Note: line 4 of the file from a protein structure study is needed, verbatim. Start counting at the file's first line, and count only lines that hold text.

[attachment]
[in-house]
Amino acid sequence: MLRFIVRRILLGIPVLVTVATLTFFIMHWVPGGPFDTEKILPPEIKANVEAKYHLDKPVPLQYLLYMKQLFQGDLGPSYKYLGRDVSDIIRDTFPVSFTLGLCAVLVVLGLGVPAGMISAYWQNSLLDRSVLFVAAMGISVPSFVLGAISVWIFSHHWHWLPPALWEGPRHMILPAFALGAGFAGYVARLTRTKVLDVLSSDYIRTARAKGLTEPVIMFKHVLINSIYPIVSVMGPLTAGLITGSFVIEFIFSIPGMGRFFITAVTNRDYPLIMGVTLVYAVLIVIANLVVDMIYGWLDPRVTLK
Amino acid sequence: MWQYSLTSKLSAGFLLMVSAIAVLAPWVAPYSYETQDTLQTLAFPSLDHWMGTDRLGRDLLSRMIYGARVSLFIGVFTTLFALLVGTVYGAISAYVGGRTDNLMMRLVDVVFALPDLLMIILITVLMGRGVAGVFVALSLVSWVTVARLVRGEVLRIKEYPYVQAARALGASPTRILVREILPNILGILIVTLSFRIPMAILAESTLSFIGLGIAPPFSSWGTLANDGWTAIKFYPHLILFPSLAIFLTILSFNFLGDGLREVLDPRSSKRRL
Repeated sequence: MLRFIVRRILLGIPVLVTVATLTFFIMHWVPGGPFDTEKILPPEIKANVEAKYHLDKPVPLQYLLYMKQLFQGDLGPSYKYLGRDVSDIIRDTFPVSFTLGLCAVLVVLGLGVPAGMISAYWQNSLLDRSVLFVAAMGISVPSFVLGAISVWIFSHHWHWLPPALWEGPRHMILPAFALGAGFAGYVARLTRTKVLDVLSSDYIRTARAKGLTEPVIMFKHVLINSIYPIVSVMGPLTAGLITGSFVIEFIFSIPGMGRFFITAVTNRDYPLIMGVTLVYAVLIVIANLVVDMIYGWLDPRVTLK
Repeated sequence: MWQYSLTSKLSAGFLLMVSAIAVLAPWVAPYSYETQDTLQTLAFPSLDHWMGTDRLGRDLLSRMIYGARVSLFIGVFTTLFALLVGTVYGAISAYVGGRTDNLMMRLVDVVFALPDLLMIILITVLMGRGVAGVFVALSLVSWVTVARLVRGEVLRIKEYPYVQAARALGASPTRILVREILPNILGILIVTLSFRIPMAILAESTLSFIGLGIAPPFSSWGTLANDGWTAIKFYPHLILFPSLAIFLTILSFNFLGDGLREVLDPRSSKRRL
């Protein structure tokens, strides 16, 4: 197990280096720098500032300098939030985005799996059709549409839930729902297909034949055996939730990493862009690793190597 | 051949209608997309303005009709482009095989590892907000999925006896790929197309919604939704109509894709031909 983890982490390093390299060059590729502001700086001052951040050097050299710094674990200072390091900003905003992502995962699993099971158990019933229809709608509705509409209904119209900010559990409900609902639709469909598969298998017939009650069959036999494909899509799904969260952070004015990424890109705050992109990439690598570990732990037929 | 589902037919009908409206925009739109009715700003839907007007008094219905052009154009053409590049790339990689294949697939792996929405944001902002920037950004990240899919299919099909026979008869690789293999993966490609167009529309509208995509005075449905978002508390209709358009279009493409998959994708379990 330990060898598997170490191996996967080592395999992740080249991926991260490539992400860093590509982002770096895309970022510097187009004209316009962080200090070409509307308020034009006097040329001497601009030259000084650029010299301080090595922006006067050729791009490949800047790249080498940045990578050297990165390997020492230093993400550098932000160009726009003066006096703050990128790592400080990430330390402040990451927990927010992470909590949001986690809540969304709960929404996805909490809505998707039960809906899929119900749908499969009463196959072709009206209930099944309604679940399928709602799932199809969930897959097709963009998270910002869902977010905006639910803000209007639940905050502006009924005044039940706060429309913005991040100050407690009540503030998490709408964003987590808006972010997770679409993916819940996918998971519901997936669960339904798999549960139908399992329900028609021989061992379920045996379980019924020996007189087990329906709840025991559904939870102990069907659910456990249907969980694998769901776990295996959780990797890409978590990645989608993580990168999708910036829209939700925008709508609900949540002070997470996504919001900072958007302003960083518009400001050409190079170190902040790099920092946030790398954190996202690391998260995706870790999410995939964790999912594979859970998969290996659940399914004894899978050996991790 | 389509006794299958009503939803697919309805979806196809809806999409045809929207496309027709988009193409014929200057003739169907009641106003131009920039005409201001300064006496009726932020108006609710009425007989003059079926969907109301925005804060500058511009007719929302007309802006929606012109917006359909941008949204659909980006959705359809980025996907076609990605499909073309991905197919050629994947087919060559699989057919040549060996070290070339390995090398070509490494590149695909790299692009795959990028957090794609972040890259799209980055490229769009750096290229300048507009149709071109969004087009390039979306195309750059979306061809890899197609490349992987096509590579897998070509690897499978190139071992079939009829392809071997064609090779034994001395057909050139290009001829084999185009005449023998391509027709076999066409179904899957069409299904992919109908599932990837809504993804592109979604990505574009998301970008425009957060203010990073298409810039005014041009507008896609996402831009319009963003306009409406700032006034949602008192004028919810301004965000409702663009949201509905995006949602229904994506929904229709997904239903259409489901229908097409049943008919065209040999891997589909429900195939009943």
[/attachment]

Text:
Repeated sequence: MLRFIVRRILLGIPVLVTVATLTFFIMHWVPGGPFDTEKILPPEIKANVEAKYHLDKPVPLQYLLYMKQLFQGDLGPSYKYLGRDVSDIIRDTFPVSFTLGLCAVLVVLGLGVPAGMISAYWQNSLLDRSVLFVAAMGISVPSFVLGAISVWIFSHHWHWLPPALWEGPRHMILPAFALGAGFAGYVARLTRTKVLDVLSSDYIRTARAKGLTEPVIMFKHVLINSIYPIVSVMGPLTAGLITGSFVIEFIFSIPGMGRFFITAVTNRDYPLIMGVTLVYAVLIVIANLVVDMIYGWLDPRVTLK